This is a product for the anyone who wants to play with white light color shifts and the impact this has on surfaces. Designed as a desktop tool to check mock-up boards and to use in presentations to customers to show the differences in color response to light sources. It’s small, easy to use, and includes warm and cool white, plus amber and blue. This can be used to simulate full on daylight to dimmed incandescent or candle light, as well as high CRI (92) 3000k and 4000k white light, or any combination of the above. Mix warm and cool white with amber and a touch of blue and you’ll see surface colors richer than you’ve seen under any other light source. Use the 4000k white and a little blue and a touch of amber to create daylight, or take out the amber and crank up the blue to see pale moonlight.

I’d take this to the store when doing paint selection to make sure that the overhead lighting is not messing with my perception. Or, using a color chart to match a light source, one could take it to pick woods, tile, paint, fabrics, etc… whever they might be, looking at each under the same light.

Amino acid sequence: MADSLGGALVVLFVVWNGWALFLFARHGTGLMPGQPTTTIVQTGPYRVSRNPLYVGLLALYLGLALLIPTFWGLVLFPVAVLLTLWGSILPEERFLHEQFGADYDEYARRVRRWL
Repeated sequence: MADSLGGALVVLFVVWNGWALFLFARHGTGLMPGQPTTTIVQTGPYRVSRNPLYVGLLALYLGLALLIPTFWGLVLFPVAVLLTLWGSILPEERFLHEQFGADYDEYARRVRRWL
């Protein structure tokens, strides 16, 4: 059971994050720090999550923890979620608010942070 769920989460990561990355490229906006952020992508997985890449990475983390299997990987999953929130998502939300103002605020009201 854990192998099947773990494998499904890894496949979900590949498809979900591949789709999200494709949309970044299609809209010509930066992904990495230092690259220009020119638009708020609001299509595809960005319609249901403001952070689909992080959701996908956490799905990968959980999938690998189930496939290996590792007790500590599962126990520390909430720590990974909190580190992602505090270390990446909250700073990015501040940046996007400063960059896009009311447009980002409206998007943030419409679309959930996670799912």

I like having these kinds of gadgets around. I use the RGB version of this to play with shadow effects and look at what happens when you fiddle with the balance. This white light version is even more interesting and often surprising, as what one thinks will happen intuitively often doesn’t at all. For instance, white and black generally aren’t. Grays are also very reactive to incident light chromaticity. I also have a small battery pack that plugs into this to operate the light anywhere for up to 10 hours without a power source.

I posted 11 images of the effect of colors on a single object on the Lumenique D21 page, for those who want to see  more, as well as more detail and images of this design. It’s a compact little device, 4’W x 7″H, x 2 1/2″D, so is not too bad to carry into an office for customer presentations, or to use as an evaluator in finish selection meetings. As a light source, it could be table, wall or ceiling mounted. Another version might include an integrating function to remove color separation effects from the individual source.

More toys… can never have enough of them.

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